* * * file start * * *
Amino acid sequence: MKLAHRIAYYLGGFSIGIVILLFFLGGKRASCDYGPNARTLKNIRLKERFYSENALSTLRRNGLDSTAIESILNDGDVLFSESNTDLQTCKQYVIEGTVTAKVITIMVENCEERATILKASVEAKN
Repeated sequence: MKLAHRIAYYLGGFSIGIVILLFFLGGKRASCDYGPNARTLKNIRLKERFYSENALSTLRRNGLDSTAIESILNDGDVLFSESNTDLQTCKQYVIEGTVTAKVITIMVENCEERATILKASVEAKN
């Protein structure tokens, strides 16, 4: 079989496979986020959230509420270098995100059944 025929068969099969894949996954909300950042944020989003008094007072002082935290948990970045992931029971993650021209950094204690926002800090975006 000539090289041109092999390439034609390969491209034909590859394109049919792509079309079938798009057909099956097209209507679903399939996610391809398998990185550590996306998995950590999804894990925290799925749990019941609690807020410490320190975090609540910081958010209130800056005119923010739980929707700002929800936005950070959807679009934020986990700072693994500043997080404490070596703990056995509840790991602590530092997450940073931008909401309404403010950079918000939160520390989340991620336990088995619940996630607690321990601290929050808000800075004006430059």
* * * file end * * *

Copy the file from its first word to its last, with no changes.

Amino acid sequence: MKLAHRIAYYLGGFSIGIVILLFFLGGKRASCDYGPNARTLKNIRLKERFYSENALSTLRRNGLDSTAIESILNDGDVLFSESNTDLQTCKQYVIEGTVTAKVITIMVENCEERATILKASVEAKN
Repeated sequence: MKLAHRIAYYLGGFSIGIVILLFFLGGKRASCDYGPNARTLKNIRLKERFYSENALSTLRRNGLDSTAIESILNDGDVLFSESNTDLQTCKQYVIEGTVTAKVITIMVENCEERATILKASVEAKN
């Protein structure tokens, strides 16, 4: 079989496979986020959230509420270098995100059944 025929068969099969894949996954909300950042944020989003008094007072002082935290948990970045992931029971993650021209950094204690926002800090975006 000539090289041109092999390439034609390969491209034909590859394109049919792509079309079938798009057909099956097209209507679903399939996610391809398998990185550590996306998995950590999804894990925290799925749990019941609690807020410490320190975090609540910081958010209130800056005119923010739980929707700002929800936005950070959807679009934020986990700072693994500043997080404490070596703990056995509840790991602590530092997450940073931008909401309404403010950079918000939160520390989340991620336990088995619940996630607690321990601290929050808000800075004006430059």